LONG BEACH - After 29 years on the bench, Long Beach Superior Court Judge Charles Sheldon began a new phase in life Friday upon his retirement.
But thanks to the 24 boxes of case files cluttering his Seal Beach bedroom, Sheldon likely won't stray too far from the law.
"I've been thinking about writing true crime," the judge said after his retirement luncheon this past week, which drew more than 200 well-wishers to the Long Beach Courthouse.
With his lengthy and storied career, Sheldon is lacking in neither subject matter nor experience.
"This building was built in 1960, that's how long I've been here," Sheldon said, referring to his career as a prosecutor and a judge.
In addition to his legal duties, Sheldon served three, seven-month-long tours of duty in the Navy aboard the USS Princeton, an anti-submarine aircraft carrier in the South China Sea. He also served six years in the Navy Reserve.
During Sheldon's 22 years as a Los Angeles County deputy district attorney, the New York native served as head deputy prosecutor in Long Beach from 1981 to 1983; he was the head deputy prosecutor in Compton when it opened in 1978 to 1981 and was assigned to the DA's Organized Crime Unit in downtown Los Angeles from 1969 to 1972.
Sheldon was a young man when he prosecuted imposing Mafia figures like Jimmy Fratianno, Frank "The Bump" Bompensiero, Jimmy Casino, the Van Horn brothers and Joe Donao.
A few days later, Sheldon was working on a case at his home - then in Belmont Shore - around midnight when he heard someone rattling the back door. The married father of four got his new firearm and barked out "freeze mother f-," he recalled - apologizing for the profanity, explaining that was what his police friends told him to do.
As he threw open the door, he saw the barrel of his gun was pointed at the head of one of his son's young friends who had been given a key but who couldn't work the lock.
"I took my gun and I put it away it away and I never pulled it out again," Sheldon said.
It's a story that might surprise some who would assume a former military man, prosecutor and judge would be unswayed by such a moment. But it reveals a lot about how Sheldon has used his many years of legal service and his own personal experiences to come to an informed personal view on many legal subjects, including the death penalty, which he argued for as a prosecutor and which he ordered as a judge.
"I'm going to vote against the death penalty" this November, he said, referring to Proposition 34. "I'm totally discouraged with how it is implemented here in California it's just too expensive and I'm not convinced it's a deterrent."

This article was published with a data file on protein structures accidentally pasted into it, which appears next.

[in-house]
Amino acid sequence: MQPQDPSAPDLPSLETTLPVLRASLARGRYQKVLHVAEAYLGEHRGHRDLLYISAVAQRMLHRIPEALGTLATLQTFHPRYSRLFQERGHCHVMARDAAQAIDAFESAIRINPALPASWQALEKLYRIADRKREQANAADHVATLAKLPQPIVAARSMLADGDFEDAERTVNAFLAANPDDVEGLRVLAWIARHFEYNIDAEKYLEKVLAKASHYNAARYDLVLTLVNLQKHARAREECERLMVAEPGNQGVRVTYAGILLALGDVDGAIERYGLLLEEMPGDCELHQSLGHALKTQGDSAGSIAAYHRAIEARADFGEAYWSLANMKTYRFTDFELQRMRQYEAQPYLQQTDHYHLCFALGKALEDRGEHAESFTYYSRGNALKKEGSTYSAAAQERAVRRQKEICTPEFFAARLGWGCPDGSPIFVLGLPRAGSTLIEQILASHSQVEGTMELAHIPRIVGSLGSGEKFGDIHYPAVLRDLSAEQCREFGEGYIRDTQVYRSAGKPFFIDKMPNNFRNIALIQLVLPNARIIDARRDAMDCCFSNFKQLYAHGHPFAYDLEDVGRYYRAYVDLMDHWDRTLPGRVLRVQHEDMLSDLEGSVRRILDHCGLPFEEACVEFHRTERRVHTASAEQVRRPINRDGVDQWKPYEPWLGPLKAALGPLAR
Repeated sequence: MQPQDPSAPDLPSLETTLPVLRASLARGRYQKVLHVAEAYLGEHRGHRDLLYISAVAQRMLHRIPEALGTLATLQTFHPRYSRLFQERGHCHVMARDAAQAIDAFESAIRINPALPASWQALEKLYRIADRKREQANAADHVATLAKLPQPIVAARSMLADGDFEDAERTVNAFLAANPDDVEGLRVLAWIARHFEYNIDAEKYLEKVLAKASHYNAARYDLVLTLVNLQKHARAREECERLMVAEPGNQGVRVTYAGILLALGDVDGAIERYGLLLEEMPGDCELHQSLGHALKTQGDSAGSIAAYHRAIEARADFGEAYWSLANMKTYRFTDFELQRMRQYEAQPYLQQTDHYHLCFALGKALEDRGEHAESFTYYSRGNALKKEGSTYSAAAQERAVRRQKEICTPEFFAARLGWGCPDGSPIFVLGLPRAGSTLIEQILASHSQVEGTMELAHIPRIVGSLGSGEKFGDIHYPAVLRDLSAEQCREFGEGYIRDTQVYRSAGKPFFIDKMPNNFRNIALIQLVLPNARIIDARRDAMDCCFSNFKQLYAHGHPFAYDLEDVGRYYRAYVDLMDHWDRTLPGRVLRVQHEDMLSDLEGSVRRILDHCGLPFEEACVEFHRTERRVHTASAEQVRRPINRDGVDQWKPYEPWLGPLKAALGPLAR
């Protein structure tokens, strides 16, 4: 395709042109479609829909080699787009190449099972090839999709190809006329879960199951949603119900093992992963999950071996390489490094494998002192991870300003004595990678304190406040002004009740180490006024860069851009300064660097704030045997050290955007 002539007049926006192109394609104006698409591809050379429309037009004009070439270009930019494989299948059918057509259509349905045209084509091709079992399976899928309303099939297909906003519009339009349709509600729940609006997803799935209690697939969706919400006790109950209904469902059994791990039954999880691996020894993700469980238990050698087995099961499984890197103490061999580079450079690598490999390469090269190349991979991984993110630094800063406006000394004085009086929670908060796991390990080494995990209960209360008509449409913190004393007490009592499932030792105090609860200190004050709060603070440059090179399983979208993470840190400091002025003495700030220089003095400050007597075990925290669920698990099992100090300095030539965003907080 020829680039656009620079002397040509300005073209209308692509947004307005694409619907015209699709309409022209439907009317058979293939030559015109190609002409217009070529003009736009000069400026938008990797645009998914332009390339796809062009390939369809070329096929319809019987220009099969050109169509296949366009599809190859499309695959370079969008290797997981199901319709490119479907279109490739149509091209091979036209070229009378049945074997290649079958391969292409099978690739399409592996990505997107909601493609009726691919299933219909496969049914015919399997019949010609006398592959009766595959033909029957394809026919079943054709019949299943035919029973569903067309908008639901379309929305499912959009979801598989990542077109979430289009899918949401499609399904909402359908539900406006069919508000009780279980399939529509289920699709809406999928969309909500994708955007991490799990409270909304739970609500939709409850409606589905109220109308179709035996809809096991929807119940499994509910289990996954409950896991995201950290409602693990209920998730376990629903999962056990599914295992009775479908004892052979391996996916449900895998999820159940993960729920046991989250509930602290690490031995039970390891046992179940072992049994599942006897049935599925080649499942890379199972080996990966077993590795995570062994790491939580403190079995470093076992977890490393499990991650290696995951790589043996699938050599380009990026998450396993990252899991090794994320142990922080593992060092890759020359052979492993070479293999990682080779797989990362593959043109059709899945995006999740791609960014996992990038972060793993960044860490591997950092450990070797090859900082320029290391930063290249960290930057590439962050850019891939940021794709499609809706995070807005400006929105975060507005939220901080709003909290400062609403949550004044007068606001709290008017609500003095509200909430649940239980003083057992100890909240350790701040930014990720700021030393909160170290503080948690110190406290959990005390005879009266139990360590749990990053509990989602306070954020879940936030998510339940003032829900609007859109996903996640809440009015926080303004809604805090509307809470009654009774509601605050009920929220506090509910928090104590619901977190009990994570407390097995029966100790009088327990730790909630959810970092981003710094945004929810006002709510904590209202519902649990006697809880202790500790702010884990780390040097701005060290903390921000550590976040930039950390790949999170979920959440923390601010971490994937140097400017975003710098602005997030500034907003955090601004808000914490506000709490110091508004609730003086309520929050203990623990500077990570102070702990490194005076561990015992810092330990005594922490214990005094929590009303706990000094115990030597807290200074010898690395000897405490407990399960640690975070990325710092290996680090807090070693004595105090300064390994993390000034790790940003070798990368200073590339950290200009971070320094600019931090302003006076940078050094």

Still, his roots as a prosecutor could be seen whenever he would stop lawyers to question difficult witnesses personally. Both defense attorneys and prosecutors agreed that though he was tough, he was fair.
"You had better be prepared, and you had better know the law," said longtime defense attorney Robert Welbourn III, a friend of Sheldon's.
Lawyers who have argued cases in Sheldon's court describe him as a stickler for efficiency and preparation. Attorneys who liked to threaten, shout or employ other shock tactics never got much of a reaction from Sheldon, though he notes that there were many frustrating moments.
"When you're the judge it's easy, you just call for a 10 minute recess and cool down," he says with a broad smile.
That warm smile, and his ability to spin a tale at a moment's notice from any one of the 1,200 cases he presided over since his appointment to the bench in 1983 by Gov. George Deukmejian, are among his most enduring qualities.
When asked about his most notable cases, he says the murders, rapes and kidnappings start to blur after so much time. The high volume of cases was due to his push for hearing back-to-back trials, something he continued up until this last week on the job.
But there are still those cases that stick out in his mind. Cases like People V. Verduzco, in which Sheldon came within a few feet of being slashed by convicted killer Daniel Verduzco, who instead went after his court-appointed defense attorney, Welbourn.
Verduzco - an alleged member of the Mexican Mafia - was already serving a life term for a Compton murder when he came before Sheldon in 2002 as a defendant in an assault with a deadly weapon case for stabbing two partygoers in Long Beach.
"He hated me, because I wouldn't let him represent himself...," Sheldon said. "He was able to get the razor blade into the court by hiding it in a slit cut under his eyebrow."
But it was Welbourn, who was sitting next to Verduzco, who was ultimately targeted. The defense attorney said his plastic surgeon had the damage fixed within a few hours at Torrance Memorial Medical Center.
As Welbourn and Sheldon laugh as they remember that day - but both added it was a very serious situation. Verduzco missed Welbourn's carotid artery by mere inches. Welbourn's wife, Sheldon said, was ready for him to retire.
"It was disturbing," Sheldon said. "You expect to be safe in a courtroom."
Now, however, is the time for something new, he said.
Whatever it is will include his four sons, his eight grandchildren and the woman with whom he has shared many years of his life, Brenda Hoffman.
Though they are not married - Sheldon never remarried after his divorce from his first wife - the retired physician wears a diamond ring given to her by Sheldon as a sign of their commitment.
"I'm looking forward to it," Sheldon said of this new phase of life.
"There's so much to do."